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J Speech Hear Res. 1994 Aug;37(4):841-51.

Facilitating prelinguistic communication skills in young children with developmental delay. II: Systematic replication and extension.

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John F. Kennedy Center, Vanderbilt University, Nashville, TN.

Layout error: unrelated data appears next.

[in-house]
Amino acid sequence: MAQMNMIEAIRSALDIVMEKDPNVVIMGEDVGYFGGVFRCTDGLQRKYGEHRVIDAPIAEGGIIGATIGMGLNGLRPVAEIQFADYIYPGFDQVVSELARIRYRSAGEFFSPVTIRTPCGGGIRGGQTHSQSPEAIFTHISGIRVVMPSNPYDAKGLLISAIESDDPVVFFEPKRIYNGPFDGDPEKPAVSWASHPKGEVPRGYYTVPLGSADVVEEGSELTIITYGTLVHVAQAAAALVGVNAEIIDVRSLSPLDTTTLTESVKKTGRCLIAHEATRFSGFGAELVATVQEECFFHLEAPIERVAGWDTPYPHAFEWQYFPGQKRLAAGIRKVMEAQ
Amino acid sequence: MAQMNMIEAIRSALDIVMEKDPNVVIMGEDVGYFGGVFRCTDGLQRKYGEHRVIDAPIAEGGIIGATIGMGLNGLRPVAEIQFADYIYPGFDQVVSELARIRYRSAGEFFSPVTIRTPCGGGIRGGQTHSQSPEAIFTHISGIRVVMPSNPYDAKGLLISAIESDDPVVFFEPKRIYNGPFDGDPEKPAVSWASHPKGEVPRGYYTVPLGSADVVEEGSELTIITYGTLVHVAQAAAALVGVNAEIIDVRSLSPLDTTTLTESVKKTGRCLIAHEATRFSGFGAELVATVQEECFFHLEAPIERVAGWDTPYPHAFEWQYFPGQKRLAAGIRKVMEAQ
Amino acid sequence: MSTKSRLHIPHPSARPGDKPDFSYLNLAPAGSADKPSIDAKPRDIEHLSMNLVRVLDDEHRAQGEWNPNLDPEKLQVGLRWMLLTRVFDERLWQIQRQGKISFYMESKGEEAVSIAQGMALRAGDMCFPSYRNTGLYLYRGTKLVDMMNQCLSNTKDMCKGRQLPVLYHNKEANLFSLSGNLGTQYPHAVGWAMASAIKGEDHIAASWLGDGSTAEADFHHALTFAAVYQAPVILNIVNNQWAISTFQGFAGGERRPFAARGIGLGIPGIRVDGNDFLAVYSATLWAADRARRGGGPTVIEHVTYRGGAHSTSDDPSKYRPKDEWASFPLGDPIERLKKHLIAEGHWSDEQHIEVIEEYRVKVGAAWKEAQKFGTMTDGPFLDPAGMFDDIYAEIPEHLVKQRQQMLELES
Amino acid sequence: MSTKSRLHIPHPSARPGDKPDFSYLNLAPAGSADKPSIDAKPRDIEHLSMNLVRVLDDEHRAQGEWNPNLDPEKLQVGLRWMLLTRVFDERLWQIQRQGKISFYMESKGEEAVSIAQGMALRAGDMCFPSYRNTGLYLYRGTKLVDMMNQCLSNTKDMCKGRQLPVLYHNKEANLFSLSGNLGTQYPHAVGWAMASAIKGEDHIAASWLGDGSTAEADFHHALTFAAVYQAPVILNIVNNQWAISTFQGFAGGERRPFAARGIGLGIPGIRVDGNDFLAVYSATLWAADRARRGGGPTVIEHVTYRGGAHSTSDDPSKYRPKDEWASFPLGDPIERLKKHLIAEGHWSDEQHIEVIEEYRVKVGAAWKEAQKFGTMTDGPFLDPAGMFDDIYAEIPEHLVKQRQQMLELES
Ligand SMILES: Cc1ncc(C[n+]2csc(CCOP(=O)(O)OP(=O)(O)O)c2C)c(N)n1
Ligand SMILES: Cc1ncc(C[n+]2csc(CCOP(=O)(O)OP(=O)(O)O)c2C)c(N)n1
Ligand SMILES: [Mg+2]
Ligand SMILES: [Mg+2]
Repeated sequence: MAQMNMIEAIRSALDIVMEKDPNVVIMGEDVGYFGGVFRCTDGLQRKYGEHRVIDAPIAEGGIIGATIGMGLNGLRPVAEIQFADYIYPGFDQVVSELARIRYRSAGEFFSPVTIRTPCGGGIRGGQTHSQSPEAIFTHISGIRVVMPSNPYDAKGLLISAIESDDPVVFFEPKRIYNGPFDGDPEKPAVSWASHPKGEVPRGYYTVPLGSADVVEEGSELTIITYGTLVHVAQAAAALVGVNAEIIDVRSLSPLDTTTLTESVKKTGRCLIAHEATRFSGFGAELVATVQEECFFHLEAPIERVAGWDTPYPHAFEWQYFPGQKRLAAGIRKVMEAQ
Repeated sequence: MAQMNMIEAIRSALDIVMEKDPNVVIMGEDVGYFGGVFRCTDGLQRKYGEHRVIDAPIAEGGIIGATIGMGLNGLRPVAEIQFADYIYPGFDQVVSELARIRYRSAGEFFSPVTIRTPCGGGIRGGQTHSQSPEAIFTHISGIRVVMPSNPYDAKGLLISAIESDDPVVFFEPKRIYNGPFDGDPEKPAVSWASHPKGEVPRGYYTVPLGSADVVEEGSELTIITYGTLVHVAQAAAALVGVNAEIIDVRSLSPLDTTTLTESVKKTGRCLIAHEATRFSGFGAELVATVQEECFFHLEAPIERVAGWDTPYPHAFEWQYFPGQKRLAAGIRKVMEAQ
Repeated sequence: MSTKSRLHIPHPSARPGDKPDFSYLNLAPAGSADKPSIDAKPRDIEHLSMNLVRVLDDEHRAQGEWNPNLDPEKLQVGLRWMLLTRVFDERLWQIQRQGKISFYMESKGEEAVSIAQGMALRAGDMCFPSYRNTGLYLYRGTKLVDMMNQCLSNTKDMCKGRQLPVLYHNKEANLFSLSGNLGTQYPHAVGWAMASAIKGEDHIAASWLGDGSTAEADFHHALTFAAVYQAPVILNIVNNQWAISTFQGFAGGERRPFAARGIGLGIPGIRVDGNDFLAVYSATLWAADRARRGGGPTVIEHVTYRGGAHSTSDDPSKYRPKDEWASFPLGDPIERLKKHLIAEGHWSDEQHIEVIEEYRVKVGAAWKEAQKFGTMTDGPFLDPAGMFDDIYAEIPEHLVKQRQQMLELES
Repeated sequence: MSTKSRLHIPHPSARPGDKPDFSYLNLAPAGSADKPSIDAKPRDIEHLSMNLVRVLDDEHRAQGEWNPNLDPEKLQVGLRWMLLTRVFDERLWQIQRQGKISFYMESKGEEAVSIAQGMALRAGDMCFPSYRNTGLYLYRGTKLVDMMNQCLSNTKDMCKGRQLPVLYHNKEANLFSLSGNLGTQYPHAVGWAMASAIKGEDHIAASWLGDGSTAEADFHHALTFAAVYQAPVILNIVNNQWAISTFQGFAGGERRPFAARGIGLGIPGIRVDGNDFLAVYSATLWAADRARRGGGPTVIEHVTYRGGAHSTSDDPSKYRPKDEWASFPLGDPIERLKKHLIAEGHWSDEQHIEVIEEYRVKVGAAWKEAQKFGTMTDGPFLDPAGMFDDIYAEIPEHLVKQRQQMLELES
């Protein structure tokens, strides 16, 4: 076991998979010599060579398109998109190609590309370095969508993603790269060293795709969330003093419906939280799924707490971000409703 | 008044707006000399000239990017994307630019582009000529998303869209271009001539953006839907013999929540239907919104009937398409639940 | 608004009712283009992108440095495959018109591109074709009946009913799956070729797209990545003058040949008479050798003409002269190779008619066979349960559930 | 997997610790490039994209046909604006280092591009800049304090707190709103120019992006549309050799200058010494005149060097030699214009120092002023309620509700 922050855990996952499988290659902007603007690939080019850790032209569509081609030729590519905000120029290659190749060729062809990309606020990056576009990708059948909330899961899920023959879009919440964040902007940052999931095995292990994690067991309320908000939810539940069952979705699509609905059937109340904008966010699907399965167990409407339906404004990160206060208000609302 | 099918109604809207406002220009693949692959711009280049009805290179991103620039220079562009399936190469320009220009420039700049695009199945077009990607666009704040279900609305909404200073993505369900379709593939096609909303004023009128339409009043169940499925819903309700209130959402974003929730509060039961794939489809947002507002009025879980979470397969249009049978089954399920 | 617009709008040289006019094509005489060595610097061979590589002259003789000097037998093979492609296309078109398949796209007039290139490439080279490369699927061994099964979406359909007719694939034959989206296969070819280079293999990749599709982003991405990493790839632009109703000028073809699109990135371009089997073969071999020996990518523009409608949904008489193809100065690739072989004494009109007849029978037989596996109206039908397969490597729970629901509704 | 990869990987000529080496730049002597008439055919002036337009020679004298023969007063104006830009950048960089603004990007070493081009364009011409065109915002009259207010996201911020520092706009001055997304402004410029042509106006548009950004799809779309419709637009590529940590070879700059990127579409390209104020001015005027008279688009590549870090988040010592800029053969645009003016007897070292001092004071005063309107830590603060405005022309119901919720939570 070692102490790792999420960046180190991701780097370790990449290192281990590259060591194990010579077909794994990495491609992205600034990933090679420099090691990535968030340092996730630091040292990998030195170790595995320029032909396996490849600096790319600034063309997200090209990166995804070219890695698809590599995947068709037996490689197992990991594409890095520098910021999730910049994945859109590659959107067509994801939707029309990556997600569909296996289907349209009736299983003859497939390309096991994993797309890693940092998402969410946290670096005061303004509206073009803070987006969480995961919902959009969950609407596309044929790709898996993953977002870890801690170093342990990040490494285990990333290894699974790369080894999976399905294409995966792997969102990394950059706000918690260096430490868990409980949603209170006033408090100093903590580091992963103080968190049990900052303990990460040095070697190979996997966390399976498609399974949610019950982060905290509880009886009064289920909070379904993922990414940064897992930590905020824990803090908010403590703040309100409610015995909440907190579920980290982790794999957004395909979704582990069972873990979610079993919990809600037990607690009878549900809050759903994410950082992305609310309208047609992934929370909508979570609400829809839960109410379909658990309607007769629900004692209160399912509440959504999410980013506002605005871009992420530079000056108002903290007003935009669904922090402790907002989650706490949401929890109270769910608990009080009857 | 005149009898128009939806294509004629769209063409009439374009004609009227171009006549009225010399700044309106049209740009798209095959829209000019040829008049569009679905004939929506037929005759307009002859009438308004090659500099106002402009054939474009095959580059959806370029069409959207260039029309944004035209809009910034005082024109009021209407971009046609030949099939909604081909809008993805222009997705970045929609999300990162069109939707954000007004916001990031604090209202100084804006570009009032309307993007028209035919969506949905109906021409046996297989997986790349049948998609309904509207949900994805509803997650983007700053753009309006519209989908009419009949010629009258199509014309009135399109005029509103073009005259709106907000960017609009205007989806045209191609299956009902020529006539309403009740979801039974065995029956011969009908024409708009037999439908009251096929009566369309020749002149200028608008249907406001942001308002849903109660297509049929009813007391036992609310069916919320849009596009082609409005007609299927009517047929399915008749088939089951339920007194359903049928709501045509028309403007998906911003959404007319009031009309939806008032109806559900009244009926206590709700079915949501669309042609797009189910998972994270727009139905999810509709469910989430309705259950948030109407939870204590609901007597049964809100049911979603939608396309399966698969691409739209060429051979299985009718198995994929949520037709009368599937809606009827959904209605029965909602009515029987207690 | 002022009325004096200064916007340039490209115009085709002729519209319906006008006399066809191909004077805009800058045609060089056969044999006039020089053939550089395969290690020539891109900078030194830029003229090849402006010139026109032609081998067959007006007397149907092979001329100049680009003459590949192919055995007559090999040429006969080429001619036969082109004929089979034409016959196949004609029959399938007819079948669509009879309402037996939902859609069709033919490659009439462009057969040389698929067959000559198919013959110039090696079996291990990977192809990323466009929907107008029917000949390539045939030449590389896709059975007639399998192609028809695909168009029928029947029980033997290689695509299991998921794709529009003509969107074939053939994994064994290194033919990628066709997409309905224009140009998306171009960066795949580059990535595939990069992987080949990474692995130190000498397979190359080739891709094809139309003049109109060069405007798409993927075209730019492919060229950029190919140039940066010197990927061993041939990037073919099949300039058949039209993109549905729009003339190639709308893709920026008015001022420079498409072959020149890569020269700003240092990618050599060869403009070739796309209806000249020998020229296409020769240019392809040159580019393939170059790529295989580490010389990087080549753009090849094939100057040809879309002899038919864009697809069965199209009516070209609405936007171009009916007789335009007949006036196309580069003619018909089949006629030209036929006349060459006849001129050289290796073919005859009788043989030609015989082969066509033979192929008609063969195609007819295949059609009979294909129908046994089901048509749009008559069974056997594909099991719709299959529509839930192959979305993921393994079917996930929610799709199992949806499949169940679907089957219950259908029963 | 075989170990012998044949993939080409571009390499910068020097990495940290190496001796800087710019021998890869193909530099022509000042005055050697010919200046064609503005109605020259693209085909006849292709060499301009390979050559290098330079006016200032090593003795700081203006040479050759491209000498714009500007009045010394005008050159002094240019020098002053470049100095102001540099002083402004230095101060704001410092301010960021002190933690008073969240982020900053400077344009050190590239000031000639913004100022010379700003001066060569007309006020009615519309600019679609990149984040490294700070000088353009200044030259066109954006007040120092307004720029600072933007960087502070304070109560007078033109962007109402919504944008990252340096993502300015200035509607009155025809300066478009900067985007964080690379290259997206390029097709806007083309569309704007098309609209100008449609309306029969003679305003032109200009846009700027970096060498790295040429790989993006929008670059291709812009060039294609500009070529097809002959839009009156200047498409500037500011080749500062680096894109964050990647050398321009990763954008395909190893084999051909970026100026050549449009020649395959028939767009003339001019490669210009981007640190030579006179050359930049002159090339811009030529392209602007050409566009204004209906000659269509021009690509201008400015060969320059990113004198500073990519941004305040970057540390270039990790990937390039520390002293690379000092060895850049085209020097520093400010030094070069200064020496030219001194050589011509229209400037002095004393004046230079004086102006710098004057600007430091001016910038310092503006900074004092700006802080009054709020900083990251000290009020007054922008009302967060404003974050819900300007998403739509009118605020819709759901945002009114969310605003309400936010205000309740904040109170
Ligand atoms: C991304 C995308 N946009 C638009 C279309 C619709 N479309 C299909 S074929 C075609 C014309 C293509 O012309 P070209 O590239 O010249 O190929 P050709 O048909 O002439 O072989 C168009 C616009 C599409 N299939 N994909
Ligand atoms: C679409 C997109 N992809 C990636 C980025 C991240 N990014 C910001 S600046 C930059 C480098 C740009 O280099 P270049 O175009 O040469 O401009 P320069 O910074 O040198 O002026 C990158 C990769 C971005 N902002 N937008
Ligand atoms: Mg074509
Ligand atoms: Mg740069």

Four children with mental retardation were studied in the context of a multiple baseline across subjects design. Staff members used a modified version of the milieu teaching method to facilitate intentional requesting. The results replicated the finding that a modified version of milieu teaching was effective in facilitating the use of intentional requesting by children with developmental delays in an intervention context (Warren, Yoder, Gazdag, Kim, & Jones, 1993). This study also extended the Warren et al. (1993) work by (a) documenting that increased intentional requesting generalized to sessions with the children's mothers, (b) demonstrating that mothers who were naive to the purposes of the study were more likely to linguistically map their children's prelinguistic communication after the intervention than before the treatment, and (c) that mothers and teachers who were naive to the purposes of the study linguistically mapped the children's intentional communication more than the children's preintentional communication. We discuss implications of these results for early intervention, the transactional theory of development, and the importance of the distinction between intentional versus preintentional communication.

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